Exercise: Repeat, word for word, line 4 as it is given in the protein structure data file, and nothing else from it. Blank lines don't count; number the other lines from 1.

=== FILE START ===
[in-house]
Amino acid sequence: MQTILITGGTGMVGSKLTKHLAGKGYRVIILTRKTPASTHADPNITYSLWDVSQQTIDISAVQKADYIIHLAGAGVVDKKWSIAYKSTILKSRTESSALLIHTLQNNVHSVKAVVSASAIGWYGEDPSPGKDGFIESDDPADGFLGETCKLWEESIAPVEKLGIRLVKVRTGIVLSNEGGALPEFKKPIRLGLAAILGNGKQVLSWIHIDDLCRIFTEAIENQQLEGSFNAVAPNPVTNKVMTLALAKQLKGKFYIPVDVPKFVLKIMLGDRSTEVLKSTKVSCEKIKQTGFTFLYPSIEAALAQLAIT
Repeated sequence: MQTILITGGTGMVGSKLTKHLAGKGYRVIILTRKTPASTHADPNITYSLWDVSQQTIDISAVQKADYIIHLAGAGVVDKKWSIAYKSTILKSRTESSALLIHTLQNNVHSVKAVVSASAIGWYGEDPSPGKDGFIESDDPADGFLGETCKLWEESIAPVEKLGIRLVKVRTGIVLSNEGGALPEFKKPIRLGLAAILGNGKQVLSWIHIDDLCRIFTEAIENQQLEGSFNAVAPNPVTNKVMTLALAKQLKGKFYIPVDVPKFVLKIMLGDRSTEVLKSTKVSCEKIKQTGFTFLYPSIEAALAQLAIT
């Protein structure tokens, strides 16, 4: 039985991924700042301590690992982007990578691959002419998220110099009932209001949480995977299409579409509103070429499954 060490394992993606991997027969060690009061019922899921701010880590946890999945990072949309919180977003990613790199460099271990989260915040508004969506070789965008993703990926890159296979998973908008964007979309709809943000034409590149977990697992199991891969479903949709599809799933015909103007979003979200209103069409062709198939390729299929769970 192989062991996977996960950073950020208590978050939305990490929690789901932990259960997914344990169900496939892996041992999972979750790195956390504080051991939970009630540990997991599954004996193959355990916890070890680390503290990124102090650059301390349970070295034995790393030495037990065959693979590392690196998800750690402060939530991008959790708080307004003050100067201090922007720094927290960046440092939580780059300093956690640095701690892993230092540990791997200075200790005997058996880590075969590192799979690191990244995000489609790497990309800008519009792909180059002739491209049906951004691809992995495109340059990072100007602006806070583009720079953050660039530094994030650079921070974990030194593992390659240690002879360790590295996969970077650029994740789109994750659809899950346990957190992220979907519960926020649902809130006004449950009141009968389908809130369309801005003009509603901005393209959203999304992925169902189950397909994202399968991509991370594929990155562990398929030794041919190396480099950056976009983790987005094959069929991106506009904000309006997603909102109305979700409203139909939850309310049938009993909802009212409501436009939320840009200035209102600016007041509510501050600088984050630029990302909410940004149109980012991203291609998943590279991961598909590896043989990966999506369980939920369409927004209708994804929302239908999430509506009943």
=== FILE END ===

């Protein structure tokens, strides 16, 4: 039985991924700042301590690992982007990578691959002419998220110099009932209001949480995977299409579409509103070429499954 060490394992993606991997027969060690009061019922899921701010880590946890999945990072949309919180977003990613790199460099271990989260915040508004969506070789965008993703990926890159296979998973908008964007979309709809943000034409590149977990697992199991891969479903949709599809799933015909103007979003979200209103069409062709198939390729299929769970 192989062991996977996960950073950020208590978050939305990490929690789901932990259960997914344990169900496939892996041992999972979750790195956390504080051991939970009630540990997991599954004996193959355990916890070890680390503290990124102090650059301390349970070295034995790393030495037990065959693979590392690196998800750690402060939530991008959790708080307004003050100067201090922007720094927290960046440092939580780059300093956690640095701690892993230092540990791997200075200790005997058996880590075969590192799979690191990244995000489609790497990309800008519009792909180059002739491209049906951004691809992995495109340059990072100007602006806070583009720079953050660039530094994030650079921070974990030194593992390659240690002879360790590295996969970077650029994740789109994750659809899950346990957190992220979907519960926020649902809130006004449950009141009968389908809130369309801005003009509603901005393209959203999304992925169902189950397909994202399968991509991370594929990155562990398929030794041919190396480099950056976009983790987005094959069929991106506009904000309006997603909102109305979700409203139909939850309310049938009993909802009212409501436009939320840009200035209102600016007041509510501050600088984050630029990302909410940004149109980012991203291609998943590279991961598909590896043989990966999506369980939920369409927004209708994804929302239908999430509506009943």